.map(m -> new MessageAcknowledgement(m.getId(), m.getPayload(), "Pong"))
                    .flatMap(ack -> {
                                try {
                                    return response.writeStringAndFlush(objectMapper.writeValueAsString(ack));
                                } catch (Exception e) {
                                    return response.close();
        } else {
            return response.close();

This flow is completely asynchronous and internally managed by the RX-java libraries, Java 8 Lambda expressions also help in making the code concise. The one issue that you would see here is that the routing logic(which uri to which controller) is mixed up with the actual controller logic and I believe this is being addressed.

Given this RequestHandler, a server can be started up in a standalone java program, using raw RX-Netty this way, this is essentially it, an endpoint will be brought up at port 8080 to handle the requests:

public final class RxNettyExample {

    public static void main(String... args) throws Exception {
        final ObjectMapper objectMapper = new ObjectMapper();
        RxNettyHandler handler = new RxNettyHandler();

        HttpServer<ByteBuf, ByteBuf> server = RxNetty.createHttpServer(8080, handler);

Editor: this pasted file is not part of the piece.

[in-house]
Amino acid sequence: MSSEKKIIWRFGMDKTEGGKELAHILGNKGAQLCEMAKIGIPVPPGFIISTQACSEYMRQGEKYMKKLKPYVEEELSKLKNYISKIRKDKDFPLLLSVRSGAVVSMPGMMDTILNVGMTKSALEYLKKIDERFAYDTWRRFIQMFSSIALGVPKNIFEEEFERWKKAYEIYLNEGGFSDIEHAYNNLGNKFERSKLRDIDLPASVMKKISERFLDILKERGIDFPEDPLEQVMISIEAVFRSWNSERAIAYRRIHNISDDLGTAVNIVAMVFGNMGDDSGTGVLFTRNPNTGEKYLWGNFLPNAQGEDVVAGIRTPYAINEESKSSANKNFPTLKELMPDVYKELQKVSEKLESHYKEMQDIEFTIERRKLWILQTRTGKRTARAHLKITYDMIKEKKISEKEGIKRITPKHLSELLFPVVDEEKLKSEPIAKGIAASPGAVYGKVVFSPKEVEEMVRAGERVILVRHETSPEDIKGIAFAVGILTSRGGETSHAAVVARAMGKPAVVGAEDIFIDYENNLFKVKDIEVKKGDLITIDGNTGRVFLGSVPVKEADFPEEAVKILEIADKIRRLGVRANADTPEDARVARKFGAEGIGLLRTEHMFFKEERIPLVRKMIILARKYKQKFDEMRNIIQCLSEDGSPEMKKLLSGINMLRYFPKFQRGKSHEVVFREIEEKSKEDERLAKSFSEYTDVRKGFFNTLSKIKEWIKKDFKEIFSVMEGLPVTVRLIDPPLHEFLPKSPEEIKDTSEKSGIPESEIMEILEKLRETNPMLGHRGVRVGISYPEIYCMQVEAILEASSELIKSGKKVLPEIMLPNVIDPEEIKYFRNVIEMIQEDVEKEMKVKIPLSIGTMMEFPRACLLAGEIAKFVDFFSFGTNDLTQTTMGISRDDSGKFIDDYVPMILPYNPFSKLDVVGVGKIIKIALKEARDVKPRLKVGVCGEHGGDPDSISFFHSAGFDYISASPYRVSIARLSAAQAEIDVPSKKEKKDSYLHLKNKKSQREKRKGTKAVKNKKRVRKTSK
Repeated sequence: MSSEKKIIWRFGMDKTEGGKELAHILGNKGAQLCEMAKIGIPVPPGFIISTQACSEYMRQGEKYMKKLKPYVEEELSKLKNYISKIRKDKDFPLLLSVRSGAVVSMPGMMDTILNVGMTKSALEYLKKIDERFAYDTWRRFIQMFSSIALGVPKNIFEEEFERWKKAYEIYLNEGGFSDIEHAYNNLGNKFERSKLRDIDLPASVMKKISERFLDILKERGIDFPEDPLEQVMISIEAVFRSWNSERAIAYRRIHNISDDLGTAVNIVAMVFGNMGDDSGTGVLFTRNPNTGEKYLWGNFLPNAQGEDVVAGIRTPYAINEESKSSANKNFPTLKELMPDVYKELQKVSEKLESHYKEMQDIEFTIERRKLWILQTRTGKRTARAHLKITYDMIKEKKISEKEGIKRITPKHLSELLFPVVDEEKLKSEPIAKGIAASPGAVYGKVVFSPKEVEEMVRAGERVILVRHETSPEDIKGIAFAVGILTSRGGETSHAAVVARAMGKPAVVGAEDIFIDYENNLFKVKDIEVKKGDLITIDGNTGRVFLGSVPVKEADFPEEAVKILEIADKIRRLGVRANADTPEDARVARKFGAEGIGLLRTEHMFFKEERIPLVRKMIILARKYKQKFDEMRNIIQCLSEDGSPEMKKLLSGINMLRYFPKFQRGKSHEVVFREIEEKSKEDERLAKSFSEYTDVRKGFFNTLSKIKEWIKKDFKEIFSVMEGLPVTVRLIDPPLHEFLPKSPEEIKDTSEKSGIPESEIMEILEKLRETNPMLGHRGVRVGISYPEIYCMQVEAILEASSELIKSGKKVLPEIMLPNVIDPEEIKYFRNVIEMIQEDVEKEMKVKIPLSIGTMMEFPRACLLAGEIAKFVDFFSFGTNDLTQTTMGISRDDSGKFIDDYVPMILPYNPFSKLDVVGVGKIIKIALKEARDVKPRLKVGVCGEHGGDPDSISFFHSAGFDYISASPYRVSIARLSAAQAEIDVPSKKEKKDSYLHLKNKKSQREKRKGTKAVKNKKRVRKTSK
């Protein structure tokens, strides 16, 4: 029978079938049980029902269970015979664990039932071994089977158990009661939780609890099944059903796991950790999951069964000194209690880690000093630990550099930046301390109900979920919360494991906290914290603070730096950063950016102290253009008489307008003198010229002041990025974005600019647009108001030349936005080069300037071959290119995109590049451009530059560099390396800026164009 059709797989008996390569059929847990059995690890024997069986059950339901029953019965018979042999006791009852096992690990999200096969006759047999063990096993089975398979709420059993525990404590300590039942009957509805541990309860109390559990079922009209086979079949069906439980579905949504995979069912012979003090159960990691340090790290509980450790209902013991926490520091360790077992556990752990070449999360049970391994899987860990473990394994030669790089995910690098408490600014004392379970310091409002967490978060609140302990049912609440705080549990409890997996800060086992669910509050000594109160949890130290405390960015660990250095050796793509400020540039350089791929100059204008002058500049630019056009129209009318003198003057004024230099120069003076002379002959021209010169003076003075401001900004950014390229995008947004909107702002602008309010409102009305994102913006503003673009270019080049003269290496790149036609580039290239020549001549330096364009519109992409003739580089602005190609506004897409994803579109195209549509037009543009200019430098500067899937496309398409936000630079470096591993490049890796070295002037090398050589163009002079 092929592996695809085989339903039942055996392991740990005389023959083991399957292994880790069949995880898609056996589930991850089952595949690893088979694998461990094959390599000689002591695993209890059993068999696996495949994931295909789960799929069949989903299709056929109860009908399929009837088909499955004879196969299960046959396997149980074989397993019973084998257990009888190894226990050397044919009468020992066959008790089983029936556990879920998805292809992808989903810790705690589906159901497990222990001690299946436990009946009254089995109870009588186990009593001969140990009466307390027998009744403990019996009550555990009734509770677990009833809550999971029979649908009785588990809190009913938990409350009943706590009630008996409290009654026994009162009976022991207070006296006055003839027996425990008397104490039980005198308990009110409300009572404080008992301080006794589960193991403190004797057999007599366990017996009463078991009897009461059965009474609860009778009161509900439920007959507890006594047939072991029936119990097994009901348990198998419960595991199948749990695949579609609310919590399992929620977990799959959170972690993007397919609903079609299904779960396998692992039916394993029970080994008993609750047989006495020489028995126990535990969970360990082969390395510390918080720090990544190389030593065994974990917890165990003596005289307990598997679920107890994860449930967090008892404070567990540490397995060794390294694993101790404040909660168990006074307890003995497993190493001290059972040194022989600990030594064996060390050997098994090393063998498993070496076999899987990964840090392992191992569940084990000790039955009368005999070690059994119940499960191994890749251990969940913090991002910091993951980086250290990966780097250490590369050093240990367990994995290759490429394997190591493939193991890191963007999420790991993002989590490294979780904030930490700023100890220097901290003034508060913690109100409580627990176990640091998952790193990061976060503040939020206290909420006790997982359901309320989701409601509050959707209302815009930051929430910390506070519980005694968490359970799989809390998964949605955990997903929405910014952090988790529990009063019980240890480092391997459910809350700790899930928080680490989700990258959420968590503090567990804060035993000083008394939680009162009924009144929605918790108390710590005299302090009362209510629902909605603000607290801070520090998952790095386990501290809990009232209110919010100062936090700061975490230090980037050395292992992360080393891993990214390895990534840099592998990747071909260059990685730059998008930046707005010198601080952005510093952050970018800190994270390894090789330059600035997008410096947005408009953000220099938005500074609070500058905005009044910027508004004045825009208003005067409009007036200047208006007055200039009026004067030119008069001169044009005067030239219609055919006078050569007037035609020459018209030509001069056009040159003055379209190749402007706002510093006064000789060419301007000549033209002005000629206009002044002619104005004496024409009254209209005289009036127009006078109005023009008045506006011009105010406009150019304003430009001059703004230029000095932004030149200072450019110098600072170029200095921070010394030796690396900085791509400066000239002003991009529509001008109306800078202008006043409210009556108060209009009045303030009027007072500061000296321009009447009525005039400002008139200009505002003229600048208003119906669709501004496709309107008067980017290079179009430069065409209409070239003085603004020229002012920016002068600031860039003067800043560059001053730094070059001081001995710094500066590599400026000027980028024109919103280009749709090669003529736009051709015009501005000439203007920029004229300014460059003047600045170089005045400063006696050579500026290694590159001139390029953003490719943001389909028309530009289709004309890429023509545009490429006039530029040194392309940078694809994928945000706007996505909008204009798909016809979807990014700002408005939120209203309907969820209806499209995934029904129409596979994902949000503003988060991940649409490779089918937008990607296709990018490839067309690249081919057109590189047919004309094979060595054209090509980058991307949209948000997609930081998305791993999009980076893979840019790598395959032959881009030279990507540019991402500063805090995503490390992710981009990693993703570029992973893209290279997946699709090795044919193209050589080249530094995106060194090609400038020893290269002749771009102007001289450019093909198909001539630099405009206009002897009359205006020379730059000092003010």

This is however the native Rx-netty way, for a cloud-ready micro-service a few things have to happen, the service should register with Eureka and should respond to the healthchecks back from Eureka and should be able to load up properties using Archaius.

So with Karyon2, the startup in a main program looks a little different:

package org.bk.samplepong.app;

import netflix.adminresources.resources.KaryonWebAdminModule;
import netflix.karyon.Karyon;
import netflix.karyon.KaryonBootstrapModule;
import netflix.karyon.ShutdownModule;
import netflix.karyon.archaius.ArchaiusBootstrapModule;
import netflix.karyon.eureka.KaryonEurekaModule;
import netflix.karyon.servo.KaryonServoModule;
import netflix.karyon.transport.http.health.HealthCheckEndpoint;
import org.bk.samplepong.resource.HealthCheck;

public class SamplePongApp {

    public static void main(String[] args) {
        HealthCheck healthCheckHandler = new HealthCheck();
                new RxNettyHandler("/healthcheck",
                        new HealthCheckEndpoint(healthCheckHandler)),
                new KaryonBootstrapModule(healthCheckHandler),
                new ArchaiusBootstrapModule("sample-pong"),

Now it is essentially cloud ready, this version of the program on startup would register cleanly with Eureka and expose a healthcheck endpoint. It additionally exposes a neat set of admin endpoints at port 8077.


I hope this provides a good intro on using Karyon2 to develop Netflix OSS based. The entire sample is available at my github repo here: https://github.com/bijukunjummen/sample-ping-pong-netflixoss/tree/master/sample-pong. As a follow up I will show how the same service can be developed using spring-cloud which is the Spring way to create Micro-services.